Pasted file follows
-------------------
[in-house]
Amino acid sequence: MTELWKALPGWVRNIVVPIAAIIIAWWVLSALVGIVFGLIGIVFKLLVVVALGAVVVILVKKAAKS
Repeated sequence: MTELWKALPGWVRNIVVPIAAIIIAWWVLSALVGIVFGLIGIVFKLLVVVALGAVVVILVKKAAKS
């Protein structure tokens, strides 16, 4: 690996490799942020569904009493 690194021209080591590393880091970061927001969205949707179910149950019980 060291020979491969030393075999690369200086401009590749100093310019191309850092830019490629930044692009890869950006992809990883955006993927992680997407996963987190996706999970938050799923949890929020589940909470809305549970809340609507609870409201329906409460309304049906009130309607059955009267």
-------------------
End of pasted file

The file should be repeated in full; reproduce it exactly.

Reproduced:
[in-house]
Amino acid sequence: MTELWKALPGWVRNIVVPIAAIIIAWWVLSALVGIVFGLIGIVFKLLVVVALGAVVVILVKKAAKS
Repeated sequence: MTELWKALPGWVRNIVVPIAAIIIAWWVLSALVGIVFGLIGIVFKLLVVVALGAVVVILVKKAAKS
């Protein structure tokens, strides 16, 4: 690996490799942020569904009493 690194021209080591590393880091970061927001969205949707179910149950019980 060291020979491969030393075999690369200086401009590749100093310019191309850092830019490629930044692009890869950006992809990883955006993927992680997407996963987190996706999970938050799923949890929020589940909470809305549970809340609507609870409201329906409460309304049906009130309607059955009267």